Most of the time when people talk about current you hear that it flows from positive to negative, yet here you read that it is the electrons moving from negative to positive is what creates the current in a circuit; which is correct?
The short answer is, both are correct.
In the early days of the study of charges and electricity, it was believed that it was the movement from positive to negative that created the current, in part inspired by the apparent resemblance with water falling from a high place to a lower place; from positive to negative.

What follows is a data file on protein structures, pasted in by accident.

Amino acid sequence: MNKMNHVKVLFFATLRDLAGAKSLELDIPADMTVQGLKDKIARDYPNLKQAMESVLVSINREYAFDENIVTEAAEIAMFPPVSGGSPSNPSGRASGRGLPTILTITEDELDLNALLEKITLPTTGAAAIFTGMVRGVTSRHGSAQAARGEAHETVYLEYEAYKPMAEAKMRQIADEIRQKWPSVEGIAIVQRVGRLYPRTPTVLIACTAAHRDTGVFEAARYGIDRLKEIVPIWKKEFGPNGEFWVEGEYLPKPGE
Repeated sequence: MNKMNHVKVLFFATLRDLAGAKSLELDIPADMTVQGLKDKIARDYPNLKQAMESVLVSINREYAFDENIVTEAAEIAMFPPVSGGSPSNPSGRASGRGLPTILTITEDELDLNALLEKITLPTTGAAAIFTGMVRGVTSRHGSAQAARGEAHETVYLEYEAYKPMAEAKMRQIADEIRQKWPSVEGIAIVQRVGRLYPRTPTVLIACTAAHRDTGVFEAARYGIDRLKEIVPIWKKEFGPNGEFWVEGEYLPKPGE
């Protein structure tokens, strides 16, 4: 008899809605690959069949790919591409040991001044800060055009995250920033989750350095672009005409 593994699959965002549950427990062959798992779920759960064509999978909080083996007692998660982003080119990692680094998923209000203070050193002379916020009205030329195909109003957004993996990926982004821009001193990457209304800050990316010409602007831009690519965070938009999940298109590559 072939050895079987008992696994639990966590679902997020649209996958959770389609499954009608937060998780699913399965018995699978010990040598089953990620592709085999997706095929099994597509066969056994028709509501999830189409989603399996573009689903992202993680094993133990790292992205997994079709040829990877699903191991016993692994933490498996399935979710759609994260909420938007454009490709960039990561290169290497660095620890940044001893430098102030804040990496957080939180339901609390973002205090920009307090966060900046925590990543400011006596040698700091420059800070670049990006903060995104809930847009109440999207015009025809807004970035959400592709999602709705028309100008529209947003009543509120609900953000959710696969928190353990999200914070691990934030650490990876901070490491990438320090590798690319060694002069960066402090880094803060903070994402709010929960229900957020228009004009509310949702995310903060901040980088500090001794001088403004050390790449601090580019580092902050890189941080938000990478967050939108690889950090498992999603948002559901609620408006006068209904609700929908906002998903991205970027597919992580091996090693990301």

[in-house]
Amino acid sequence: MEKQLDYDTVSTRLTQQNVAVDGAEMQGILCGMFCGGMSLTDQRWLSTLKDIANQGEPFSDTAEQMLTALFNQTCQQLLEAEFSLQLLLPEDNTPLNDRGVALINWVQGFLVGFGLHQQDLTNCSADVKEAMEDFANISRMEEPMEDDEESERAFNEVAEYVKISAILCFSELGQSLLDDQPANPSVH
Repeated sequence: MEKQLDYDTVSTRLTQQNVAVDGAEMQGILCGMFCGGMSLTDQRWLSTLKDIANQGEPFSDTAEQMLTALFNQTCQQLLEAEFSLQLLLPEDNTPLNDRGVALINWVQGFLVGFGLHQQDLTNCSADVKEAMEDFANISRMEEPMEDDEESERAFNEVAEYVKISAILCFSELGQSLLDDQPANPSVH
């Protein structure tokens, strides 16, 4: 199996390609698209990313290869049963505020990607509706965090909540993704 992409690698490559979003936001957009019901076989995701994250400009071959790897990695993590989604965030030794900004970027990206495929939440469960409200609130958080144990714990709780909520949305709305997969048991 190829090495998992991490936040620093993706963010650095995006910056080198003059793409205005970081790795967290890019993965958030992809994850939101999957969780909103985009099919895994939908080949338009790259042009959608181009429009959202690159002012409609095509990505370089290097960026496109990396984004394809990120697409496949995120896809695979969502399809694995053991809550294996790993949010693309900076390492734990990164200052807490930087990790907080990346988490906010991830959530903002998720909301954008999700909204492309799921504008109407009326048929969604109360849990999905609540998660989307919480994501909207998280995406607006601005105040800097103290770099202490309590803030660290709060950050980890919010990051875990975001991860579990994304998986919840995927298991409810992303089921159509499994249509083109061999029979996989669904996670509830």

Now we know that negatively charged electrons are the actual moving particles in a circuit, so why do we still represent current as flowing from positive to negative? It is more intuitive that way, and there's also a base in the moving of electrons.
When electrons move from one atom to fill a hole in the next, they also leave a hole where they used to be, in effect "moving" the hole in the opposite direction of the electron flow. You can now see that there's actually two flows of charges: moving negative charges in electron flow, and "moving" holes as in conventional current.
In most practical circuits the difference in how current flows is irrelevant, and many of the schematic symbols are more intuitively understood in terms of conventional current flow
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